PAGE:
Pubdate: Sun, 25 Apr 2010
Source: Athens Banner-Herald (GA)
Copyright: 2010 Athens Newspapers Inc
Author: Dick Polman
Note: Dick Polman is a columnist for the Philadelphia Inquirer.
Cited: Regulate, Control and Tax Cannabis Act
Bookmark: (Cannabis - United States)
Bookmark: (Cannabis - California)

The Big Idea


The voters of trendsetting California well may decide this November to
legalize marijuana - there's a ballot referendum, and 56 percent of
Californians are in favor - and no doubt this would be great news for
the munchie industry, the bootleggers of Grateful Dead music, and the
millions of stoners who have yearned for an era of reefer gladness.

Seriously, this is a story about how desperate times require desperate
measures. Legalization advocates, including many ex-cops and
ex-prosecutors, long have contended that it's nuts to keep
criminalizing otherwise law-abiding citizens while wasting $8 billion
a year in law enforcement costs. That argument never has worked. But
the new argument, cleverly synched to the recession mindset, well may
herald a new chapter in the history of pot prohibition.

It's simple, really: State governments awash in red ink can solve some
of their revenue woes by legalizing marijuana for adults and slapping
it with a sin tax.

So much of the marijuana debate used to be about morality; now, it's
mostly about economics and practicality - which is why New Hampshire,
Massachusetts and Rhode Island also are floating measures to legalize
and tax; why similar voter referendums are in the works in Washington
state and Oregon; why 14 states (including, most recently, New Jersey)
have legalized medical marijuana; and why even Pennsylvania, hardly a
pacesetting state, is weighing the sanction of medical pot, complete
with 6 percent sales tax.

But California is the likeliest lab for a massive toke tax, given its
dire financial straits and the fact that marijuana is the state's top
cash crop, racking up an estimated $14 billion in annual sales - twice
as much as the No. 2 agricultural commodity, milk and cream. State tax
collectors say pot could put $1.4 billion a year into the depleted
California coffers, which helps explain why 56 percent of Californians
like the legalization option, and find it preferable to the ongoing
layoffs of teachers and other public servants.

Indeed, marijuana reportedly is the top cash crop in a dozen states,
and one of the top five in 39 states - valued annually at anywhere
from $36 billion to $100 billion. That's a lot of money left on the
table for the black market. In fact, five years ago, a Harvard
economist concluded in a report that legal weed nationwide would yield
at least $6 billion in revenue if it were sin-taxed at rates
comparable to alcohol and tobacco.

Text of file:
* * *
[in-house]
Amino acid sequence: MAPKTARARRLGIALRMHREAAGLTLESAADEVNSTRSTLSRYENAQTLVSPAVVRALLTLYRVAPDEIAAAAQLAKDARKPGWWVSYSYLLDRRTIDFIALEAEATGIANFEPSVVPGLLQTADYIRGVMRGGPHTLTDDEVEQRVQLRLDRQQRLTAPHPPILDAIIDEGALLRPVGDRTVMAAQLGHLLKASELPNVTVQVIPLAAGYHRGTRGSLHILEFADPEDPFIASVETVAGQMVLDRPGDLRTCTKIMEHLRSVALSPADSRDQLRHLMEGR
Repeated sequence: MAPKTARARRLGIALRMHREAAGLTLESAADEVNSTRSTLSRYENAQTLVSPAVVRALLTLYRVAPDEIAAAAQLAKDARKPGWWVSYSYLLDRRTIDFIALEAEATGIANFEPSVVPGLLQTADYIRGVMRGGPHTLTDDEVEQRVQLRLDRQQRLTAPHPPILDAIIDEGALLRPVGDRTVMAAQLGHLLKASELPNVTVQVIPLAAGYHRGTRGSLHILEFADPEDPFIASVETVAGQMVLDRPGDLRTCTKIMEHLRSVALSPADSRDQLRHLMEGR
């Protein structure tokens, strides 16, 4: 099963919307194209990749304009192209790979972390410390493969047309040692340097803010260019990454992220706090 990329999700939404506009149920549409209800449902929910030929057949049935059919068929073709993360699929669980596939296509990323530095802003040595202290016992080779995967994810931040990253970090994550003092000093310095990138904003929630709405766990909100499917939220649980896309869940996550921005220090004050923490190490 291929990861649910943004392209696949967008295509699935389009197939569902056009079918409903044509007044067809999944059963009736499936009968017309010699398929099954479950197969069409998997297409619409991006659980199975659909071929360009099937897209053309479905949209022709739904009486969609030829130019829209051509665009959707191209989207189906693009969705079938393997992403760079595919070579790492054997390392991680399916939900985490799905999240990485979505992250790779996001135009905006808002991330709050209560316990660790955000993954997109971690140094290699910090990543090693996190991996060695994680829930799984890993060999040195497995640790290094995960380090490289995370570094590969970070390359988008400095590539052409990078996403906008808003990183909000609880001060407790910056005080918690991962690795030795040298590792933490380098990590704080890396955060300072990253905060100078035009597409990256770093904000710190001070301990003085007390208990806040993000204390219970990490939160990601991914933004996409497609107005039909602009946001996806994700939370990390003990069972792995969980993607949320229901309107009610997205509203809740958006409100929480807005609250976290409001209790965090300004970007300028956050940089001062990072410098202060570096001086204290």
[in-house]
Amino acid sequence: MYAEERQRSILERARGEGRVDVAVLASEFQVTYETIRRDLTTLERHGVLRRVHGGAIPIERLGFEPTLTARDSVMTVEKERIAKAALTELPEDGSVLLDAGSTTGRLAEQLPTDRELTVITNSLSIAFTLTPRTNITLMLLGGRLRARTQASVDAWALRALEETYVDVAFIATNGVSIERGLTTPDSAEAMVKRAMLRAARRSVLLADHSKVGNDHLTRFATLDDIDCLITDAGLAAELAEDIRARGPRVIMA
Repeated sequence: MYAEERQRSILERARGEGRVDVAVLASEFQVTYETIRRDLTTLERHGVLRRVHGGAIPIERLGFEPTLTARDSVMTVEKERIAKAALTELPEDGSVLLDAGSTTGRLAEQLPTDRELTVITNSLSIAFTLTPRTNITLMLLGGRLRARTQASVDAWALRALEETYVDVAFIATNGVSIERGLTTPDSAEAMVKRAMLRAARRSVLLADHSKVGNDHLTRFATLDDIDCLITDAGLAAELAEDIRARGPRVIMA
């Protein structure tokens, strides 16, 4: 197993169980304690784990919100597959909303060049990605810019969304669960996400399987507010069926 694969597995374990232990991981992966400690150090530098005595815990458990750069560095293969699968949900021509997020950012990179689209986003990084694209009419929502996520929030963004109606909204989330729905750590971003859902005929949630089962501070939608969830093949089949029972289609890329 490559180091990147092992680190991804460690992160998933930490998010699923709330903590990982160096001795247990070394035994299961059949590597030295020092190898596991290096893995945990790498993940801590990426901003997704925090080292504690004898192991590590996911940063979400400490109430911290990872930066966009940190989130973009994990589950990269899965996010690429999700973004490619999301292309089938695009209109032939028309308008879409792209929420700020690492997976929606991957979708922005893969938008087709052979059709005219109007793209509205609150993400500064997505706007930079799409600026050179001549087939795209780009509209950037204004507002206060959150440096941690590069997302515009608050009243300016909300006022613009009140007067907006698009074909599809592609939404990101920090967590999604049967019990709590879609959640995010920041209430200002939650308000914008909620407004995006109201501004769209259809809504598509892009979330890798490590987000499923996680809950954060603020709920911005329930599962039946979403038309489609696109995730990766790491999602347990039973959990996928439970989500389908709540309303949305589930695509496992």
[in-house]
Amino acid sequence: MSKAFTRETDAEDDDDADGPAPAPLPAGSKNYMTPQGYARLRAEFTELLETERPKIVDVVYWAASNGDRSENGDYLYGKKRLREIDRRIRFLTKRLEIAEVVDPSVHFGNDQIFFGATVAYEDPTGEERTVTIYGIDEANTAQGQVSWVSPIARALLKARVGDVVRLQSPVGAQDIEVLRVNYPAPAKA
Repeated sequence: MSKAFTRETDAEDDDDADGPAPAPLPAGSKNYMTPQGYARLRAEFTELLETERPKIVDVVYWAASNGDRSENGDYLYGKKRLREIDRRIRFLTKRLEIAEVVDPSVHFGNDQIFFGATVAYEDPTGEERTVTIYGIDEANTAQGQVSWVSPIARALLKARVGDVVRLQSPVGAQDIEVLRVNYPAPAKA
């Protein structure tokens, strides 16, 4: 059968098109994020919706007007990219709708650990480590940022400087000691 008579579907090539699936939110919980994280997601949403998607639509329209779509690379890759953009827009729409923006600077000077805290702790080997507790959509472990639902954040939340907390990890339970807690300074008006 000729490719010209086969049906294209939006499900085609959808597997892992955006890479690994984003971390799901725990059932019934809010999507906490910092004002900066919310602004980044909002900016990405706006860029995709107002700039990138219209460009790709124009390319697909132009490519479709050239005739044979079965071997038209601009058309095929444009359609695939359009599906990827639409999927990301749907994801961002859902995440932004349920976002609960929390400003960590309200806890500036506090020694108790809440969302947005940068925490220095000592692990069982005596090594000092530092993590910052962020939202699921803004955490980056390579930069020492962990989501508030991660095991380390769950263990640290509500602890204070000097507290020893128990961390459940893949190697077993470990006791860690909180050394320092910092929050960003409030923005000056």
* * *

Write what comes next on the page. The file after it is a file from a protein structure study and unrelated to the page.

Actually, I doubt most stoners see themselves as sinners - what's
immoral about seeing "Avatar" three times, or strip-mining a tray of
brownies, or punctuating the conversation with lines like, "I'm sorry.
What was I just talking about?" - but most probably would be willing
to pay a "sin tax" in exchange for the opportunity to light up,
hassle-free, with no fear they might join the 765,000 Americans who
reportedly were busted last year for possession.

Pot smokers long have been bugged by the stigma. When I covered a
marijuana reform convention in Washington way back in 1977, a delegate
from Illinois named Paul Kuhn spoke for many when he complained to me:
"You can get rip-roaring, toilet-hugging, puking drunk in public, and
that's OK. But if you pass a joint in public to a friend, you're a

But even the reformers of '77 said it was "naive" to believe that
Americans ever would buy legalization. Today's generation is more
shrewd; the word "legalization" doesn't even appear in the California
ballot proposal. The proponents, including a retired Superior Court
judge who got fed up with handling pot cases, are calling it the
"Regulate, Control and Tax Cannabis Act."

Frankly, California and other cash-strapped states don't have a whole
lot of sin-tax options. Cigarettes and booze already are taxed to the
max, and any attempts to slap special levies on sugared water are
fiercely resisted by soda companies that fear any curbs on their
freedom to rot kids' teeth. By contrast, stoners crave the
respectability of being taxed; the fiercest tax opponents probably are
the Mexican drug cartels, which would lose market share just as the
mob lost out on liquor when Prohibition ended in '33.

Granted, nobody quite knows whether or how the California pot plan
would fly in practice. Pot use still would be illegal under federal
law - the director of the National Drug Control Policy has said that
"legalization is not in the president's vocabulary" - and the U.S.
Constitution decrees that federal law trumps state law. On the other
hand, the Obama team has stated that it has no interest in hassling
the medical-marijuana states.

The big question is how such a sin tax would be structured. Would all
sellers be licensed? Would it be a point-of-sale excise tax on top of
the sales tax? It's worth pondering, because some state is bound to
take the plunge, even if California's voters balk in November - which
could happen because, favorable pot polls notwithstanding,
conservatives riled up by health reform seem most energized to turn
out in disproportionate numbers this year.

The bottom line is that public support for legalizing the crop has
been building for a very long time. Gallup found only 12 percent of
Americans in favor back in 1969, but 31 percent said yes in 2000, 36
percent said yes in 2005, and 44 percent said yes in 2009.

The economic crisis has put wind behind the sentiment, and it seems
inevitable that there will come a day - perhaps in the next major
recession - when a presidential candidate will find it perfectly
politic to speechify about the audacity of dope. 
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MAP posted-by: Richard Lake